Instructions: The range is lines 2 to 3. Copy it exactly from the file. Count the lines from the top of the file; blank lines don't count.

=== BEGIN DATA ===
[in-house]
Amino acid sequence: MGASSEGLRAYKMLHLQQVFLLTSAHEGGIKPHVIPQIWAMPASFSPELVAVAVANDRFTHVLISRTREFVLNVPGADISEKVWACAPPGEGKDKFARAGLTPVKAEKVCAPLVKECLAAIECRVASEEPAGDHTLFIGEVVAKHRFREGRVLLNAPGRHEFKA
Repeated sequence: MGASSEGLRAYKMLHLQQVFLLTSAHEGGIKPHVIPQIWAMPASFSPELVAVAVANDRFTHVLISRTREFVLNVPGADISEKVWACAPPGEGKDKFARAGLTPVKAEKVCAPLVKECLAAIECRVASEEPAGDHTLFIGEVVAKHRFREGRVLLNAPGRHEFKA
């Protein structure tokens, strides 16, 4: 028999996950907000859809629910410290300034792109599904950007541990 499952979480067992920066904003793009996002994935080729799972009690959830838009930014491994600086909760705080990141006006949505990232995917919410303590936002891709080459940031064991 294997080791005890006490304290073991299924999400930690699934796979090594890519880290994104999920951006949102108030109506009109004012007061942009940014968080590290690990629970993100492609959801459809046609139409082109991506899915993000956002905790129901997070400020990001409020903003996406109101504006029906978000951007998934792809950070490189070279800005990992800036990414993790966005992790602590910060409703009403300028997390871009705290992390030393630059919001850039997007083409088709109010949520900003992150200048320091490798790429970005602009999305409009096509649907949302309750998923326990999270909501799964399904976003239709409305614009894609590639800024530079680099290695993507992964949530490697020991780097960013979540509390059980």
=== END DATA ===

Amino acid sequence: MGASSEGLRAYKMLHLQQVFLLTSAHEGGIKPHVIPQIWAMPASFSPELVAVAVANDRFTHVLISRTREFVLNVPGADISEKVWACAPPGEGKDKFARAGLTPVKAEKVCAPLVKECLAAIECRVASEEPAGDHTLFIGEVVAKHRFREGRVLLNAPGRHEFKA
Repeated sequence: MGASSEGLRAYKMLHLQQVFLLTSAHEGGIKPHVIPQIWAMPASFSPELVAVAVANDRFTHVLISRTREFVLNVPGADISEKVWACAPPGEGKDKFARAGLTPVKAEKVCAPLVKECLAAIECRVASEEPAGDHTLFIGEVVAKHRFREGRVLLNAPGRHEFKA